One of the primary themes I return to in my work is questioning how do we live both in the present and in the past at the same time? How can we live without forgetting? There always seems to me an unknowableness about history, and our attempts to know it, to interact with it, are how we make it new. How we remember the dead. And by writing it down, hopefully how we are remembered.
Genealogy plays a big part in this book. You sift through names and papers and try to piece together what may have happened. How does that link to the way that you craft a poem? Did intertwining the two disciplines change the way that you wrote and engaged with the poems?
The way I wrote this book was different than the way I’d written anything before. Your words “piece together” perfectly describe not only the genealogical research process but also the writing process. The many phrases and scraps of history that comprise this collection began as just that—bits and scraps of notes in a notebook. I typed them up, printed them out, cut them into hundreds of strips of paper. Each strip was a singular idea or unique voice.
I assembled these strips of paper on a card table by theme as if assembling a chorus of voices for a song about fire, tombstones, floods, the Shannon house, the evil brother. Often, the diverse snippets of voice were unmistakably attracted to each other as if by magnetic (or familial) force, and thus the collection took its shape.
The material I had gathered was all a jumbled mix—today and yesterday, the living and the dead—and the structure of the book purposefully attempts to mirror this. That’s another reason these poems are written as prose. Line breaks would have lent the collection more structural authority than befits the content. It was more important for me to recreate the raw experience of encountering scraps of history than to write a tidy poem about that history.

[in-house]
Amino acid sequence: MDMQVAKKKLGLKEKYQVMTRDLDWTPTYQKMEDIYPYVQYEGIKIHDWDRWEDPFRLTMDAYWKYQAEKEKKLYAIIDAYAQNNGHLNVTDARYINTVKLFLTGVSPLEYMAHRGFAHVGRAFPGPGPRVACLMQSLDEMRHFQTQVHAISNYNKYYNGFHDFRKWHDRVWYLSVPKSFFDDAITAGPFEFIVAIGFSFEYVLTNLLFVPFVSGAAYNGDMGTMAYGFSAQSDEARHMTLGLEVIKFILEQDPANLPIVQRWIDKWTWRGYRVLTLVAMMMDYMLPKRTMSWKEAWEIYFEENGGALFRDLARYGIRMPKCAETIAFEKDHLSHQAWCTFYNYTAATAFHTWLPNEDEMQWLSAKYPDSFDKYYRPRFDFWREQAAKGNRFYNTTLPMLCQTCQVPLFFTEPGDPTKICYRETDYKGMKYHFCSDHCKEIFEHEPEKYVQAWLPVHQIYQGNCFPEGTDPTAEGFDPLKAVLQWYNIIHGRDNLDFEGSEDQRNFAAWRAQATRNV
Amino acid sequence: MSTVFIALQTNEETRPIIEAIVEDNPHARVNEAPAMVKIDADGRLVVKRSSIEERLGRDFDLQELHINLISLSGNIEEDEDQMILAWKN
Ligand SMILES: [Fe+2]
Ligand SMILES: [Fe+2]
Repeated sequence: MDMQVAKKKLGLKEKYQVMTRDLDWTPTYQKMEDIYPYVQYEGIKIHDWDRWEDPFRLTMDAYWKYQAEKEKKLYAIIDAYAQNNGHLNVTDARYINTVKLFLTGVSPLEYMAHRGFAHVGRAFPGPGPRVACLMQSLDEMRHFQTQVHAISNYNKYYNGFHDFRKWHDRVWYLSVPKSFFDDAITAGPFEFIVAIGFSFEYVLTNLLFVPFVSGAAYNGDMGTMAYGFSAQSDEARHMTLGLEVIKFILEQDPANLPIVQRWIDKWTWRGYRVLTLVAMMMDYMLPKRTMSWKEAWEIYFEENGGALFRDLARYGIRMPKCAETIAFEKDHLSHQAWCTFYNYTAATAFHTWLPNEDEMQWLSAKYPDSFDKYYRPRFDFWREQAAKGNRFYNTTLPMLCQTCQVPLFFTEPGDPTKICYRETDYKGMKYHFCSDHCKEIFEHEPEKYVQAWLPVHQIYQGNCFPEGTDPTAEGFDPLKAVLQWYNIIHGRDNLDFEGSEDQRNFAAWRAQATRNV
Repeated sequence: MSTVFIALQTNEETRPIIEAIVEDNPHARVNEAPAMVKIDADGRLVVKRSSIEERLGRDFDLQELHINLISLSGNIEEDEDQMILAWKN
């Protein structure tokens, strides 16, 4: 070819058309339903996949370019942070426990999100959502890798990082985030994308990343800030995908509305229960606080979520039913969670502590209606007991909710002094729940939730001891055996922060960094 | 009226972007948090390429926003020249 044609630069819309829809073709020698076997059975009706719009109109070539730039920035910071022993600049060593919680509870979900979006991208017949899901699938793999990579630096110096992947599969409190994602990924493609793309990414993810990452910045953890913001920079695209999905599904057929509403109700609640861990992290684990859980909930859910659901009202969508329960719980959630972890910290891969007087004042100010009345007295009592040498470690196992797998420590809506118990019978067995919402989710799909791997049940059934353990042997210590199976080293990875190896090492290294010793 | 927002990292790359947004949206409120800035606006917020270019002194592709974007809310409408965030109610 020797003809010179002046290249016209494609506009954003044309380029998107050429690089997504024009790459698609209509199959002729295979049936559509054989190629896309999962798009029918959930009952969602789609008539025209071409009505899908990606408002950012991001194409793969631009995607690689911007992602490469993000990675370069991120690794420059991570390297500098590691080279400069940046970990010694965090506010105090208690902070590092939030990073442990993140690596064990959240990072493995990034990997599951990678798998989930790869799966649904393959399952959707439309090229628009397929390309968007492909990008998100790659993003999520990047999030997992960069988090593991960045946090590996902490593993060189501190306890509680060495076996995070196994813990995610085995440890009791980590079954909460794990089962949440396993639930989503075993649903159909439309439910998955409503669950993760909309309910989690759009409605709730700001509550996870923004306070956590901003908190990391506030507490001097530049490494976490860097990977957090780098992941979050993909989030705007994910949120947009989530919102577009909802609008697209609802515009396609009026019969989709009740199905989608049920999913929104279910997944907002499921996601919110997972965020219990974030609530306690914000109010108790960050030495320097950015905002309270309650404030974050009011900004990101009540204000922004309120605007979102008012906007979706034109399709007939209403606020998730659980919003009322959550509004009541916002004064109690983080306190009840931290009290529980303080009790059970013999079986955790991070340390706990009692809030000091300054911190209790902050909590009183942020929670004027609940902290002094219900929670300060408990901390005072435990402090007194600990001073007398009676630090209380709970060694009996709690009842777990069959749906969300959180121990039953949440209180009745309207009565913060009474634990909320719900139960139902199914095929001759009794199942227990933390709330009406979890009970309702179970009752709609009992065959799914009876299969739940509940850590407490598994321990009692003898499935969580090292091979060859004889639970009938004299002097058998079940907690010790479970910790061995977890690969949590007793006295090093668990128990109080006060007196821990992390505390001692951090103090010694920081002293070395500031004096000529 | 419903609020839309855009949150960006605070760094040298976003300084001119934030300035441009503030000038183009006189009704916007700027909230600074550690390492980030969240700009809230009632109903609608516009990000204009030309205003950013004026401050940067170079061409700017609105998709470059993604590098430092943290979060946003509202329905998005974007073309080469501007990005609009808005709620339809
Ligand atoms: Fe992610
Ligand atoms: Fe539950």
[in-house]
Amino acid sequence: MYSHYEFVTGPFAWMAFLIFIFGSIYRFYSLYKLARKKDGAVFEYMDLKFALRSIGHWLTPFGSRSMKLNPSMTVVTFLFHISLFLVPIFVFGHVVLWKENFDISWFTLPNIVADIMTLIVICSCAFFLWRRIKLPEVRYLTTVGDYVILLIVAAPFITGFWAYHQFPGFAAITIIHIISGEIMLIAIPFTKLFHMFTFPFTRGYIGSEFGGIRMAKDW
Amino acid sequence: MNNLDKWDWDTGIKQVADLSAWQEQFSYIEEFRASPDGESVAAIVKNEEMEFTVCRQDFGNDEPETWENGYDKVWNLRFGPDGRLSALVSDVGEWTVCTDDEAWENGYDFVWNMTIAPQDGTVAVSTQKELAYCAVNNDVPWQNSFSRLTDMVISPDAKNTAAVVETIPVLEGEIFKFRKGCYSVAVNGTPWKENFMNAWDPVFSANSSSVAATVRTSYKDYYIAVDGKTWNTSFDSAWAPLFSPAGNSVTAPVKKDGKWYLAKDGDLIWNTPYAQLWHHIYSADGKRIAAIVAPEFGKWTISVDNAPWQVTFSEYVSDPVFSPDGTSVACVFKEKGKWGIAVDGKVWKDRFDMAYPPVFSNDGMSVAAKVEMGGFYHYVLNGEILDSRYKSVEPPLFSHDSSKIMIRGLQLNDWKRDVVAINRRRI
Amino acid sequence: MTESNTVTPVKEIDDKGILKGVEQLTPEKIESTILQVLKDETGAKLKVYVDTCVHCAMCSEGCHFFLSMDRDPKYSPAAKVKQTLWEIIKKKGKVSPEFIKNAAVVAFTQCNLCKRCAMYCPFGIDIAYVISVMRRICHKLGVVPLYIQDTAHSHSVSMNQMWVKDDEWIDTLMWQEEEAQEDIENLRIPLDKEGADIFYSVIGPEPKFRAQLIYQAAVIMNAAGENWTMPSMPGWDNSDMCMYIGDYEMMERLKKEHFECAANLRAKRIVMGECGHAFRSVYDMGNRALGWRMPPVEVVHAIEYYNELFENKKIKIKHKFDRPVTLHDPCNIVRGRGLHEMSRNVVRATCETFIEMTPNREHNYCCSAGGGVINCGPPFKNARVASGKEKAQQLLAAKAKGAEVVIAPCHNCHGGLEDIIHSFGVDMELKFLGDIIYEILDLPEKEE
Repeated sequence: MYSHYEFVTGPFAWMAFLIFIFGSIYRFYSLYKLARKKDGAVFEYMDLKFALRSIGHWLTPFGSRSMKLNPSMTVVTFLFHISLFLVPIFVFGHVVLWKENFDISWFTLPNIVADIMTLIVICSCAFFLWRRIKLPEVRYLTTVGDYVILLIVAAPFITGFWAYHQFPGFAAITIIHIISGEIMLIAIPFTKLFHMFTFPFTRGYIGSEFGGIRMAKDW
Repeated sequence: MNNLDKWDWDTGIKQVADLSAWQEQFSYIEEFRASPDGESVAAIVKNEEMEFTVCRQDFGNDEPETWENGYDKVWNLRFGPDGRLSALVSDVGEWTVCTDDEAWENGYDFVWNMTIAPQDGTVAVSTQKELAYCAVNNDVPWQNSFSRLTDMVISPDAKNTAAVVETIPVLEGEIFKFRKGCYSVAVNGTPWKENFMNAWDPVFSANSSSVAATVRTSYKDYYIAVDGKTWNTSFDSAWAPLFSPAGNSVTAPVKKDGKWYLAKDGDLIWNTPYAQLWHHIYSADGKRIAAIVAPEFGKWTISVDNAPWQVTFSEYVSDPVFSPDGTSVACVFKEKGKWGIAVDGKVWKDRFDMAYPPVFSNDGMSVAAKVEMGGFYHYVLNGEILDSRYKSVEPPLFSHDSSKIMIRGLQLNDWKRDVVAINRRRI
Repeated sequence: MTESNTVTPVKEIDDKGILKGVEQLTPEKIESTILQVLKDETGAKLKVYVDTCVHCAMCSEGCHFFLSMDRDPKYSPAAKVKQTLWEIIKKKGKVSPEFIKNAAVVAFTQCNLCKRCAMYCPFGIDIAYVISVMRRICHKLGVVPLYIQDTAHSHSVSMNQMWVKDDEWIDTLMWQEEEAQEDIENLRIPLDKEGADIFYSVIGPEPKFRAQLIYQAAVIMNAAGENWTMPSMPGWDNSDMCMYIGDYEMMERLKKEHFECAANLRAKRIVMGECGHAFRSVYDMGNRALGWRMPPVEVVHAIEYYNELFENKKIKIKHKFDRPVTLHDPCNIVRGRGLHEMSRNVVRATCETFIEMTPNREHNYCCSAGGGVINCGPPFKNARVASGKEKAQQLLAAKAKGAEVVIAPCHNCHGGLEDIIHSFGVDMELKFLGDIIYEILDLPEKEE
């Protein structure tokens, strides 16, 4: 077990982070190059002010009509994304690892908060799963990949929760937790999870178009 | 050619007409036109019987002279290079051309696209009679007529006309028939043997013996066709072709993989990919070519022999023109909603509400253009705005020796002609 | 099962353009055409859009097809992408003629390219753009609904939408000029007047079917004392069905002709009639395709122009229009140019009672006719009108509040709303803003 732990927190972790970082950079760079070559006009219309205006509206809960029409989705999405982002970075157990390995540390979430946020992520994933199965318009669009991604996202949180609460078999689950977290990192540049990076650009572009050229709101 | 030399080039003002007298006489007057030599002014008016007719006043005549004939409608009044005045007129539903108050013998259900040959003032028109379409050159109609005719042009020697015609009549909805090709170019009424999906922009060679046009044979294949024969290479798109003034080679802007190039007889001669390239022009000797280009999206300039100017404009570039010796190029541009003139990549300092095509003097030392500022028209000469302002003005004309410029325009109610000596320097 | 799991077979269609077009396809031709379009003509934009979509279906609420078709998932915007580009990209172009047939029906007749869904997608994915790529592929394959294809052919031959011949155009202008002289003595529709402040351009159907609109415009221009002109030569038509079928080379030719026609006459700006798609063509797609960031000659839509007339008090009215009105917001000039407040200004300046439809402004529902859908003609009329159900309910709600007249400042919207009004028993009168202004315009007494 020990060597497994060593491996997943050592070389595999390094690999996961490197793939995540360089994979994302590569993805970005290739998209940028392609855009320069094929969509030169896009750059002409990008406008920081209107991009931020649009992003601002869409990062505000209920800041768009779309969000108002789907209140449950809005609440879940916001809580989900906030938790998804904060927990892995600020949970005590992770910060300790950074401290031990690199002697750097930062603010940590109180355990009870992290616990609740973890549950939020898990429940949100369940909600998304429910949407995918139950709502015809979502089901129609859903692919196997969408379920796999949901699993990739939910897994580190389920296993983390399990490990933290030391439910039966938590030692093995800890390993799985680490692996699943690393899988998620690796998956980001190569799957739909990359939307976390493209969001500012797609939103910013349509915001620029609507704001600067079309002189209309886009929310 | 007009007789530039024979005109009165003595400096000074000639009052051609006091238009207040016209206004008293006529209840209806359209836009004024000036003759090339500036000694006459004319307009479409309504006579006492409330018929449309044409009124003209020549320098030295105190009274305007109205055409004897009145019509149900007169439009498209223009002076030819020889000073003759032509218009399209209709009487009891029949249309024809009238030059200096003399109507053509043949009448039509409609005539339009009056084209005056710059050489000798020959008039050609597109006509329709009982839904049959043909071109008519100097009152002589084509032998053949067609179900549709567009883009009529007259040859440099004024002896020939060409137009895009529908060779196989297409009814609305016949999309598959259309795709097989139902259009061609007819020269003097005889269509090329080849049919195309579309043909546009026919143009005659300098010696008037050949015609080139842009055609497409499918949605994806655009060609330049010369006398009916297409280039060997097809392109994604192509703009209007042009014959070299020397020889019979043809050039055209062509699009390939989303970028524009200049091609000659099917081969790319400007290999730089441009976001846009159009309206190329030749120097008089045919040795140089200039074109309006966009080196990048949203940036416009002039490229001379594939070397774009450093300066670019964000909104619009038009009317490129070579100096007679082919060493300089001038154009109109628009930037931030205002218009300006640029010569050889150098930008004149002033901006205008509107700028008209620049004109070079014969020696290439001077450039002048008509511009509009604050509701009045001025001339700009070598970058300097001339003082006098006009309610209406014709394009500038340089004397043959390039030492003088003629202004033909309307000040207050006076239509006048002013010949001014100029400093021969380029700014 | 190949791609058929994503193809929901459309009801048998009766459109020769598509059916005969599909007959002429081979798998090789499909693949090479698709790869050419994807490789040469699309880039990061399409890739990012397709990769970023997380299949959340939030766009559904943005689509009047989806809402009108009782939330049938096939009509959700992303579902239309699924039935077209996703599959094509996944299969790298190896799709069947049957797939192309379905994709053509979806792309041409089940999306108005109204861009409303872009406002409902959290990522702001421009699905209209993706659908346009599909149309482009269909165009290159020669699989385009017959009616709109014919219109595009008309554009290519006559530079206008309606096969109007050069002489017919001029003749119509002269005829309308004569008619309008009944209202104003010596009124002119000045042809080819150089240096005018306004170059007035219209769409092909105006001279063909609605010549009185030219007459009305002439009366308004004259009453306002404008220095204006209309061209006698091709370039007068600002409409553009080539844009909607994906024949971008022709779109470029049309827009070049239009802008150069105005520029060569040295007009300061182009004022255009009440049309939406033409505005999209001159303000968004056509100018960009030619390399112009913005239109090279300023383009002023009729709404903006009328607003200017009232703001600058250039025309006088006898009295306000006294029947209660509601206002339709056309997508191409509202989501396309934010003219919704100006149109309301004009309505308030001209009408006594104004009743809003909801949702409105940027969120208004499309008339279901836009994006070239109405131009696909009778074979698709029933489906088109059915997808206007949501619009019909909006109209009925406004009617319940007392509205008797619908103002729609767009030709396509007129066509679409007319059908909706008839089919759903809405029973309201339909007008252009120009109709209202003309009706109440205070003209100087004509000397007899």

Your mom threads through the volume as she is your companion in this venture. What was her response to seeing herself in your work?
Mostly, she is flattered. This book was a gift for her.
I didn’t know when I was writing it whether it would be published for others to read. And it is therefore the only thing I have written that is so raw and completely unaffected by the ordinarily ever-present critical voice in my head.
I wrote it completely without my mother knowing, and when I finished, I mailed it to her in an envelope. When it arrived, she called me, surprised. Grateful.
A number of years have passed since then, and the book is now a real thing out in the world for others to read. My mother couldn’t be more excited or proud to be such a big part of “our” book. But she admits she’s slightly reticent about the “silly” parts. “Did I really say that?” she moaned to me, once she had a copy of the final published book in her hands. “But that’s my favorite part!” I protest.
She’s not sure how I recalled so many things she said while we traveled and researched. But I simply had a tiny notebook in which I noted a few magical or funny things she would say now and then on our travels or on the phone. We live 800 miles apart, and I was already furiously taking notes to follow along with the flurry of research she was conducting. Often, she would call and read from letters or articles she had discovered from the 1800s and interrupt them with her own commentary. Those phone calls were my favorite.
And then, when I had started to think purposefully about gathering material for poems, there were the dozens of emails to sift through. In fact, the title, Call Me When You want to Talk about the Tombstones, was taken from the last line of one of my mother’s emails.
Most of all, I wanted to capture my mother’s spirit, her way of speaking, her voice. I wanted it to really be her. I feel she is very vivid and alive on these pages. I wanted to give her the gift of knowing she will be remembered. I think I have done that.